The roots of the modern U.S. oil industry trace back to Titusville, Pennsylvania, a small farm town north of Pittsburgh. It was in Titusville that the first commercially intended oil drilling operation succeeded at extracting oil from within the earth. The events that followed gave way to the lucrative and widespread oil industry that the world is so reliant upon today.
The presence of oil in western Pennsylvania was not a new phenomenon. Native Americans are believed to have been using oil from seeps for medicinal purposes as early as the 1400s, and the use of oil for lamp fuel was also common far before oil was extracted from the earth through drilling. Oil had also been frequently been encountered during drilling for salt and fresh water, though at the time was seen as a nuisance rather than a commodity, and even led to abandonment of drilling operations in the location. It was not until 1859 that Drake Well, the Titusville oil well that came to be named after Edwin Drake, was drilled for the sole objective of extracting oil from underground.
A New York lawyer named George Bissell employed the help of chemist Benjamin Silliman Jr. to determine that oil could be distilled to create a quality illuminant, among other uses. Encouraged by the prospective profitability of oil, Bissell formed the Pennsylvania Rock Oil Company, a predecessor of the Seneca Oil Company, and hired Edwin Drake to inspect and report on the oil springs on their property and develop a way to produce enough oil to be profitable. After some failed attempts, Drake decided to try drilling for oil much like miners drilled for salt, and hired an experienced salt well driller named William “Uncle Billy” A. Smith to help.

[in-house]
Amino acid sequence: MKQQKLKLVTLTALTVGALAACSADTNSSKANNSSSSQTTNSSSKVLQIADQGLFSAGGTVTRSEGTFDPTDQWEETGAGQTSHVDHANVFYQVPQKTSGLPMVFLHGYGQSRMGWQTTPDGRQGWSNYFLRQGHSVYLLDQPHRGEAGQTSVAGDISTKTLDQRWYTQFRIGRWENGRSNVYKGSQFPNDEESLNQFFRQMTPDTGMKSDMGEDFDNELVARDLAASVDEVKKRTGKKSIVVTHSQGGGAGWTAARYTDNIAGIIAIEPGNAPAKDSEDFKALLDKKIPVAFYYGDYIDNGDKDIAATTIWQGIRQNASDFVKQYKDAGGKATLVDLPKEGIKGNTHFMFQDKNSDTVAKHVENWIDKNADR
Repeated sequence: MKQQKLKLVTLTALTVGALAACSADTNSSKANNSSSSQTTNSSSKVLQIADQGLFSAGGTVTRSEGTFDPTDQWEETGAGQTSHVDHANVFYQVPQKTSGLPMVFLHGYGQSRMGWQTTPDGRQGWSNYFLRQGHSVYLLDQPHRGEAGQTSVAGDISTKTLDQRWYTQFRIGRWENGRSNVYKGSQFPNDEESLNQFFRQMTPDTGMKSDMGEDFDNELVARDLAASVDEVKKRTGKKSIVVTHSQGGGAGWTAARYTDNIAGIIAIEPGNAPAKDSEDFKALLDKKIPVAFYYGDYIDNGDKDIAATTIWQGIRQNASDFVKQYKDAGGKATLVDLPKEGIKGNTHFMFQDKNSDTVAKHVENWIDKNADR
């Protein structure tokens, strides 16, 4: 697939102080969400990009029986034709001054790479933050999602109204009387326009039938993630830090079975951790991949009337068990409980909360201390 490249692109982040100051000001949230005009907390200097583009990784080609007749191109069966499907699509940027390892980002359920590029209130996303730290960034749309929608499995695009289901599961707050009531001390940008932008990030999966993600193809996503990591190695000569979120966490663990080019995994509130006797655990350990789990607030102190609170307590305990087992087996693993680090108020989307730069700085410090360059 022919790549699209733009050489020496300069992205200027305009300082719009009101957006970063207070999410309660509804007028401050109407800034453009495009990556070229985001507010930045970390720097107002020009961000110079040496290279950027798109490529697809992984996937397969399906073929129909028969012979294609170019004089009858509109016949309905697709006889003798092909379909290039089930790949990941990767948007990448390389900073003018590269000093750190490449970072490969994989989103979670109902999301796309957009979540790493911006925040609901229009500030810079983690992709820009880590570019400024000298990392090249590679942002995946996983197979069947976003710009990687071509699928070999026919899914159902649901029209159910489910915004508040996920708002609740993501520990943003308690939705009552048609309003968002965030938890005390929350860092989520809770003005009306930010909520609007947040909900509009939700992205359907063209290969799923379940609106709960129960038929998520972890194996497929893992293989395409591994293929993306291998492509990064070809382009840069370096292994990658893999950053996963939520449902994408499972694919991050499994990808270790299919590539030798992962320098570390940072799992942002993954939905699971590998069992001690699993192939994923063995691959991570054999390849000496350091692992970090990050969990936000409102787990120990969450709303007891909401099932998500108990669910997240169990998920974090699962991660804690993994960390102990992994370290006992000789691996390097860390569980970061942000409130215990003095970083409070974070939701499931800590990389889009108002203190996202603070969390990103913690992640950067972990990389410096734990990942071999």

The drilling project encountered many problems, and Drake soon ran out of financial backing. On August 27, 1859, Drake and Smith had drilled to a depth of 69.5 feet and retired for the night. The next morning, oil was found floating on top of the water inside the hole. Oil was successfully extracted at a time when many people, including investors, had denounced the operation as a failure.
Seemingly overnight, people quickly moved into the area to capitalize on the discovery in a boom that can be likened to the California gold rush. Oil derricks were erected close together and in mass numbers, and towns appeared throughout the formerly quiet farm community. Until the Texas oil boom in 1901, Pennsylvania produced half of the world’s oil supply. Drake Well marked a revolutionary discovery with a lasting impact on world commerce and spurred the inception of the automobile industry.
About the Author: Bob Jent is the CEO of Western Pipeline Corporation. Western Pipeline Corp specializes in identifying, acquiring and developing existing, producing reserves on behalf of its individual clients.